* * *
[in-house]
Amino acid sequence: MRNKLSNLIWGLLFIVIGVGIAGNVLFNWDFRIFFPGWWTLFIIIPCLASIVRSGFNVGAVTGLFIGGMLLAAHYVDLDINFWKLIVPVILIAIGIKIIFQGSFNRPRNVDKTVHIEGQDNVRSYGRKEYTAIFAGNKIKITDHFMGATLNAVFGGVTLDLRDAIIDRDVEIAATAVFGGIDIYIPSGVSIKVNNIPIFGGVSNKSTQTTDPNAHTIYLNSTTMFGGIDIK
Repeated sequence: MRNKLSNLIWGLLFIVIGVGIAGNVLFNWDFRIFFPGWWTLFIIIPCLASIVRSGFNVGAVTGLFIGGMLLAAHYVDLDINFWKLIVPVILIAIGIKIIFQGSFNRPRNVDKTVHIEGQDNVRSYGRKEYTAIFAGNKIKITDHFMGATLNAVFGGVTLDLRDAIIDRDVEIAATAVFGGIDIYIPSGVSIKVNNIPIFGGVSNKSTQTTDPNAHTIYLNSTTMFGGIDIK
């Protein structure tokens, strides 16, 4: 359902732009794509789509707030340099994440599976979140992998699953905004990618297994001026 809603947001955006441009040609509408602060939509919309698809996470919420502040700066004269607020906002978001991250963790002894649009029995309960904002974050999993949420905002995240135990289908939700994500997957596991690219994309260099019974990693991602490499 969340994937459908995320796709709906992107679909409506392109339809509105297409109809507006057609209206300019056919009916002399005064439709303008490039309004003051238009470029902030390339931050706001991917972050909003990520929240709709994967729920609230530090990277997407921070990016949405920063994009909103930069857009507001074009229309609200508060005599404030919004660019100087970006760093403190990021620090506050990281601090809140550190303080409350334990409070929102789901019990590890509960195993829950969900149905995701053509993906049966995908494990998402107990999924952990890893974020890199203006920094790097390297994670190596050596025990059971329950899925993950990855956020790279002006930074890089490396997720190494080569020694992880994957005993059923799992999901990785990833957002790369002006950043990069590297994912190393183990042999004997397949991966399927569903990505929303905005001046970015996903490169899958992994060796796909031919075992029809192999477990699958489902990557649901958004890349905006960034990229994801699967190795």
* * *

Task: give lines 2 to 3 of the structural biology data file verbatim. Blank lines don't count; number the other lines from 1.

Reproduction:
Amino acid sequence: MRNKLSNLIWGLLFIVIGVGIAGNVLFNWDFRIFFPGWWTLFIIIPCLASIVRSGFNVGAVTGLFIGGMLLAAHYVDLDINFWKLIVPVILIAIGIKIIFQGSFNRPRNVDKTVHIEGQDNVRSYGRKEYTAIFAGNKIKITDHFMGATLNAVFGGVTLDLRDAIIDRDVEIAATAVFGGIDIYIPSGVSIKVNNIPIFGGVSNKSTQTTDPNAHTIYLNSTTMFGGIDIK
Repeated sequence: MRNKLSNLIWGLLFIVIGVGIAGNVLFNWDFRIFFPGWWTLFIIIPCLASIVRSGFNVGAVTGLFIGGMLLAAHYVDLDINFWKLIVPVILIAIGIKIIFQGSFNRPRNVDKTVHIEGQDNVRSYGRKEYTAIFAGNKIKITDHFMGATLNAVFGGVTLDLRDAIIDRDVEIAATAVFGGIDIYIPSGVSIKVNNIPIFGGVSNKSTQTTDPNAHTIYLNSTTMFGGIDIK